The graph shows that the major investors in hedge funds are individuals; these individuals are mainly high net worth individuals whose risk appetite is quite high and hence they prefer the investment pool with the maximum possible returns.

O 5: Hedge funds have historically provided higher returns than most benchmark equity indices and have the potential of offering much higher returns than other pooled structures

This objective was tested by comparison of hedge fund returns with the returns given by benchmark equity indices. The hedge fund data used for this comparison is obtained from Hedge Fund Research Inc, which is an information source compiling data from several hedge funds.

The benchmark index used by us is the S&P 500 index. The time period taken into account for our comparison is from 1990 to 2000. The comparison is based on the future value of $ 1000 invested in the year 1990 at a particular point in time.

Hedge funds following different investment strategies are been compared below. The comparison is as follows:

The above graph shows a comparison of hedge funds following a equity long and short strategy with the S&P 500 benchmark. The hedge fund returns have been consistently higher than that of S&P 500. The difference between the returns has intensified over the years.

The steep gap that arises in the years 1999 can be attributed to the recessionary scenarios during that time. These conditions led to a steep fall in benchmark indices whereas the hedge funds were able to give consistent returns on the basis of the short strategy that they were allowed to follow.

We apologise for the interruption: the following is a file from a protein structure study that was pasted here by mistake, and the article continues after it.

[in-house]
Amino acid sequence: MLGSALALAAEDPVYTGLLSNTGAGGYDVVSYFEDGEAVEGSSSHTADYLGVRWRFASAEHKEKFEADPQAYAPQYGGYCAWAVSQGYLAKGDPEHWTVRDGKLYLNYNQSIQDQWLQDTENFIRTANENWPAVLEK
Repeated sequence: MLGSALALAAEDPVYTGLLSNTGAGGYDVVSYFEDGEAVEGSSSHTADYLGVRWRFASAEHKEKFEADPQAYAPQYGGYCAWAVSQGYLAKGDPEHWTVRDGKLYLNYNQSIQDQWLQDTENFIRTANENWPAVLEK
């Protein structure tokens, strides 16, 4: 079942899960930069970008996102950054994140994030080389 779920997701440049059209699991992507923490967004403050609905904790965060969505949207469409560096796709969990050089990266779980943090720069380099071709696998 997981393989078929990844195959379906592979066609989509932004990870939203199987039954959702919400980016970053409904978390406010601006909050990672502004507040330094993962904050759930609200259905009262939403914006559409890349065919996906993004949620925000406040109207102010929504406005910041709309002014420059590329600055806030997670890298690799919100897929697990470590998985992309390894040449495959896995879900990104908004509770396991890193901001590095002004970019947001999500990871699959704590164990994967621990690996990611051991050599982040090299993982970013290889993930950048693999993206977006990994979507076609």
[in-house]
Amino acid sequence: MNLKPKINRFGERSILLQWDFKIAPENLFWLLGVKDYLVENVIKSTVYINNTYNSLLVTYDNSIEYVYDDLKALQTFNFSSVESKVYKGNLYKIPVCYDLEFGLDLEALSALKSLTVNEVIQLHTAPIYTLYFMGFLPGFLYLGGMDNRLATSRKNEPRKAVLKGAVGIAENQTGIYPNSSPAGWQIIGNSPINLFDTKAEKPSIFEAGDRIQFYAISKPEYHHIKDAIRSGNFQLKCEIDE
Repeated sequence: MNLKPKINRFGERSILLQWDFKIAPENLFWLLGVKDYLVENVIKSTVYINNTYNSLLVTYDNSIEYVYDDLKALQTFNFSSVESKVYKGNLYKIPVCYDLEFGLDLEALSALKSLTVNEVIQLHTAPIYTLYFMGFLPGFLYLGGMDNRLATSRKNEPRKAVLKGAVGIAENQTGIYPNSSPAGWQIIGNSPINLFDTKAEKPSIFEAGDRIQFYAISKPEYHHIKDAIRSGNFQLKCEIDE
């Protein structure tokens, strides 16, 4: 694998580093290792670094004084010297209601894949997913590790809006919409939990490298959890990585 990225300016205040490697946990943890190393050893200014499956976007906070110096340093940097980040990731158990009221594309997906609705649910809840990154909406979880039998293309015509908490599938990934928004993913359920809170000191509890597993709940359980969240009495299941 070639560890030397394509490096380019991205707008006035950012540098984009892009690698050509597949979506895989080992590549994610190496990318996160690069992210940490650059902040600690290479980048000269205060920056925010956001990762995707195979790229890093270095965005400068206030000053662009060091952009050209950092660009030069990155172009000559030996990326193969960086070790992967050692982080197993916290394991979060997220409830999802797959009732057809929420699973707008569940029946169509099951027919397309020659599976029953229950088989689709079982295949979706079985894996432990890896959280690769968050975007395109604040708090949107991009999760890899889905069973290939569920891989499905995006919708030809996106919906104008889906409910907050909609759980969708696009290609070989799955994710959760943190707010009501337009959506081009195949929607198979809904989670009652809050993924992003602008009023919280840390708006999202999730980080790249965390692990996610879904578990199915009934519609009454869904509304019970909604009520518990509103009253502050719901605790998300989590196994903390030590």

The strong performance of hedge funds is visible by a total return of close to 800% for the ten year period under consideration. This is much better than the 400% return given by the S&P index given over the same period.

The above graph shows a comparison of the returns given by hedge funds working on the global macro strategy in relation to the S&P 500. Here also, the returns given by hedge funds are much better than those given by the benchmark equity index.

There is however a decline observed in the returns provided by these hedge funds towards the latter part of 1990s. The reason for the same could be attributed to the occurrence of two events against which these funds had placed a bet. These events were the default by Russian government on its sovereign debt and the bursting of technology bubble.

Another factor that has led to diminishing of returns of these funds is the lack of focus on the part of these funds. These funds have the mandate to invest across assets like currency, commodity, fixed income and equities and across geographies; this generates potential opportunities on one hand but also diminishes the overall returns for these funds. In spite of these issues these funds have outperformed the equity benchmarks.